Economists continue to point to a growing U.S. economy. However, the mood in the scrap processing business can be far less bullish, as scrap dealers say prices are “OK,” movement is “good,” generation continues to be a major problem and margin compression is making it difficult to remain profitable.
Demand for many nonferrous metals, particularly aluminum, seems to be gaining steam. Dealers of aluminum scrap say the domestic automotive industry continues to be strong, which has helped strengthen many of the secondary producers supplying the auto industry. Additionally, aluminum is comprising a larger percentage of automobiles, which is helping firm up end markets for the metal.
One source says he expects to see higher aluminum prices on the London Metal Exchange (LME), which should filter down to better pricing for aluminum scrap. Structurally speaking, good prospects are ahead.
The more positive outlook for aluminum ends several years of fairly bearish sentiment toward the metal. Despite more encouraging words from scrap recyclers as to the relative health of markets for the metal, the optimism is hedged by the lack of aluminum scrap supply available. “Secondary aluminum will see structurally tighter spreads until the next cycle, perhaps five or six years in the future. Demand will be there, but spreads will be tighter,” one aluminum industry analyst says.
On a global basis, a more recent trend has been the widening spread between the transactional aluminum prices in China and the rest of the world. The research group Harbor Intelligence, Austin, Texas, says the spread has widened the farthest in nearly two years, which is benefiting the domestic Chinese aluminum industry.
As the rate of growth for China’s economy changes from double digits to roughly 7.5 percent, orders for aluminum scrap from the U.S. will be soft for the next several quarters, according to reports. At the same time, a number of Chinese buyers are looking to consume more domestically generated grades of aluminum scrap, which could limit the flow of scrap from the U.S. exported to the country.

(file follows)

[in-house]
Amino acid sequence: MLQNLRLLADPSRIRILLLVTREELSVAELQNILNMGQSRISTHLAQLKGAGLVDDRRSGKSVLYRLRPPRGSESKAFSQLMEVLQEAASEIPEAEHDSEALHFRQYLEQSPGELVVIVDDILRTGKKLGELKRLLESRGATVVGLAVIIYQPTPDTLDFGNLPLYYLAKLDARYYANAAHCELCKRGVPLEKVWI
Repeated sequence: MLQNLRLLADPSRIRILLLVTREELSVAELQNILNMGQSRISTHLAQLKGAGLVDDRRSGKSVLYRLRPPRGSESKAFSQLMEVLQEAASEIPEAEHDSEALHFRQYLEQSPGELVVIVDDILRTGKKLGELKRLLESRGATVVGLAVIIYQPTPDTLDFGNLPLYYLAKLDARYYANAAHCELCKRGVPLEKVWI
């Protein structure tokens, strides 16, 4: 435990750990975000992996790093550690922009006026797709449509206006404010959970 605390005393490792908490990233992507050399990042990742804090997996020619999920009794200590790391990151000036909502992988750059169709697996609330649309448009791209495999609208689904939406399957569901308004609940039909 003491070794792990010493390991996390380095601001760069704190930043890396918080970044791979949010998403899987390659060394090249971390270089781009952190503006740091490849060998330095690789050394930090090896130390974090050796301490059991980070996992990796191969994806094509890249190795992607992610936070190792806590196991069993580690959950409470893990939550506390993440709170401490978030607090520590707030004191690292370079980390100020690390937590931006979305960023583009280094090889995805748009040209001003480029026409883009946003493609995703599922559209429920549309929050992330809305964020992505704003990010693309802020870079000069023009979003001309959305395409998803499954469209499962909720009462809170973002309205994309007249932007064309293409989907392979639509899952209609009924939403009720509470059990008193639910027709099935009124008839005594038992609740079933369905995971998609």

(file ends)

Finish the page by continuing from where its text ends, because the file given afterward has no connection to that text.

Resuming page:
The outlook for copper is less certain. Both bullish and bearish signals are likely to play roles in the metal’s short-term future. On the positive side, copper inventories on the LME have sharply declined since the beginning of the year. Another factor likely to help copper and copper scrap markets is Europe’s emergence from a protracted recession, as a number of economic analysts point to positive growth in most regions of Europe. Finally, global vehicle demand has been growing, which has helped to pull copper markets along.
Despite these positive signs, the short-term future for copper and copper scrap is far murkier. The biggest cautionary flag continues to be China. The country’s economic slowdown, as well as questionable financing arrangements in China, have cast a pall over the metal.
Because China is the largest consumer of copper, both in the form of scrap and anodes, any slip in the flow of the red metal to the country will have a significant negative impact on prices for these materials. Reflecting this trend, more recent prices have been somewhat volatile, though they have been trending toward the downside over the first quarter of 2014.